Take the 2-minute tour ×
Stack Overflow is a question and answer site for professional and enthusiast programmers. It's 100% free, no registration required.

I have a particular HTTP response which I don't want cached because it has private/sensitive data in it

I'm already setting Cache-Control to no-store, which should handle clients supporting HTTP/1.1.

How do I use the Expires header to do the same for HTTP/1.0? Should I just set it with an arbitrary timestamp from 1970 or something? Is there a special value to tell it never to cache?

share|improve this question
    
You should explain why you don't want the response cached. No-store might not do what you're hoping, or it might be overkill. –  EricLaw Aug 3 '11 at 17:29
    
@Eric: I don't want the response cached because it has private/sensitive data in it. I'll update the question –  pepsi Aug 3 '11 at 18:03
add comment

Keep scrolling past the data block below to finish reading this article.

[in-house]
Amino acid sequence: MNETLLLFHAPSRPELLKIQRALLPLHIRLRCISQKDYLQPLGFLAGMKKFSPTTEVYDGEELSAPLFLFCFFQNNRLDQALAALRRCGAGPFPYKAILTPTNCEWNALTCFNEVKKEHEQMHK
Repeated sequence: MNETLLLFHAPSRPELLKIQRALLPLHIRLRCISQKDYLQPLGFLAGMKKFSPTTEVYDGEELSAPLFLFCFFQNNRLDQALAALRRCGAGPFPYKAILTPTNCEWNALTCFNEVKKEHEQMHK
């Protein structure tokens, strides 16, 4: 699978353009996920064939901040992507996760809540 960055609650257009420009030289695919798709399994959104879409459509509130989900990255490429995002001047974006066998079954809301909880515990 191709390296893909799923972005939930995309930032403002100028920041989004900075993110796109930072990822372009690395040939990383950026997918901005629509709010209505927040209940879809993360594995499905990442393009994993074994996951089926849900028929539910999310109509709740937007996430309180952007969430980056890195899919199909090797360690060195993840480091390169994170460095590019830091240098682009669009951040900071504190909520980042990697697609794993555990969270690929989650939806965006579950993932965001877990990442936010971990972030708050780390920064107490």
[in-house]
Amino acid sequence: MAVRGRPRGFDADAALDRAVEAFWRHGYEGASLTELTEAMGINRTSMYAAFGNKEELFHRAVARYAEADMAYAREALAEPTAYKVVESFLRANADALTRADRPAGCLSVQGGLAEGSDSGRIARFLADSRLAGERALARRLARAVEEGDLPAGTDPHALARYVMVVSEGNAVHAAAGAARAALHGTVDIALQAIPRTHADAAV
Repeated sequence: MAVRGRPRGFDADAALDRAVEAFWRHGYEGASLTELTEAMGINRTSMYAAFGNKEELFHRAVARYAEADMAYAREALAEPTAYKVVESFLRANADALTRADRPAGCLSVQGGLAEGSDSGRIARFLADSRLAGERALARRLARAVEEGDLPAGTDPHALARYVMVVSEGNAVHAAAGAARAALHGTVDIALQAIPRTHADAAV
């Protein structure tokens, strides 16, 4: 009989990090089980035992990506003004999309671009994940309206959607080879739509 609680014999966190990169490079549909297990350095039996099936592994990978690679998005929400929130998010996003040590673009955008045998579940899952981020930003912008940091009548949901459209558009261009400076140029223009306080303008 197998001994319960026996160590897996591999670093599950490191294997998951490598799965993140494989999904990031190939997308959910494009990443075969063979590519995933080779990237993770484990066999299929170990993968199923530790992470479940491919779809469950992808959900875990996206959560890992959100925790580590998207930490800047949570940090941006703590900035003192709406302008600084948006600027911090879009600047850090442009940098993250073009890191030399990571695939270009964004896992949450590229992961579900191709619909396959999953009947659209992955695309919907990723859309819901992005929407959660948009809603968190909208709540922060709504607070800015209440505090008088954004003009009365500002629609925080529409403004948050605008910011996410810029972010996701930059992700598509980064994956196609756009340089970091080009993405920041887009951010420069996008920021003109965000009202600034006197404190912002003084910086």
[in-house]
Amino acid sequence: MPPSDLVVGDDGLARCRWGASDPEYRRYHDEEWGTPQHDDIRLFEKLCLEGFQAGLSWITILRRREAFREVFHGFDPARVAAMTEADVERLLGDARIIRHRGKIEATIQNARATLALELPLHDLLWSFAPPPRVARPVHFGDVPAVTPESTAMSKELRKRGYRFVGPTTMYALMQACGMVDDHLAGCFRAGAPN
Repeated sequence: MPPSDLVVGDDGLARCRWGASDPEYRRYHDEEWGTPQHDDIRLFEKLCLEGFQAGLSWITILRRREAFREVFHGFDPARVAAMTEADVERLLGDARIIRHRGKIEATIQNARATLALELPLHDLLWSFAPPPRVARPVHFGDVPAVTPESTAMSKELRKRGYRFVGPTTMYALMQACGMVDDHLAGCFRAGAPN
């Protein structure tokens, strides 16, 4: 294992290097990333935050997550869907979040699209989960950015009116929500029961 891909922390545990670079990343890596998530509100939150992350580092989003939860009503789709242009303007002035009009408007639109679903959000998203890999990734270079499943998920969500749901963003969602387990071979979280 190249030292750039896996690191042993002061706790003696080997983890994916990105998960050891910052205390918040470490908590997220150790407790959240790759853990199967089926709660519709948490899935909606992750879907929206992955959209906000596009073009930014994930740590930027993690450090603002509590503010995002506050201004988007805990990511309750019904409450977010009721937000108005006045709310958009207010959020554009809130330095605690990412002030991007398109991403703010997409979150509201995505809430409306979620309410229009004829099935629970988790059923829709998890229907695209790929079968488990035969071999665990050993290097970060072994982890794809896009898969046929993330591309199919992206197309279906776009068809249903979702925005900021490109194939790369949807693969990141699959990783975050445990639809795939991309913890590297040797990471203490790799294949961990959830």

1 Answer 1

up vote 2 down vote accepted

The HTTP RFC says:

To mark a response as "already expired," an origin server sends an Expires date that is equal to the Date header value.

You should set the expires header to a date in the past. And you should also set the must-revalidate flag on the Cache-Control header.

Expires: Fri, 01 Jan 1990 00:00:00 GMT
Cache-control: no-cache, must-revalidate

You can find a good article dealing with caching issues on the doctype wiki:

Setting an Expires header in the past ensures that HTTP/1.0 and HTTP/1.1 proxies and browsers will not cache the content. The Cache-control directive also tells HTTP/1.1 proxies not to cache the content. Even if proxies may be configured to return stale content when they should not, the must-revalidate re-affirms that they SHOULD NOT do it.

share|improve this answer
    
Is must-revalidate necessary if I'm using no-store as opposed to no-cache? –  pepsi Aug 3 '11 at 14:53
    
If the reason the data should not be cached is security, then you have to add no-store. This prevents browsers and web caches storing any of the data in non-volatile memory. Without this flag browsers can still keep some of the data to use for functions like 'back' and 'view source'. –  Jasper Krijgsman Aug 4 '11 at 9:28
add comment

Your Answer

 
discard

By posting your answer, you agree to the privacy policy and terms of service.

Not the answer you're looking for? Browse other questions tagged or ask your own question.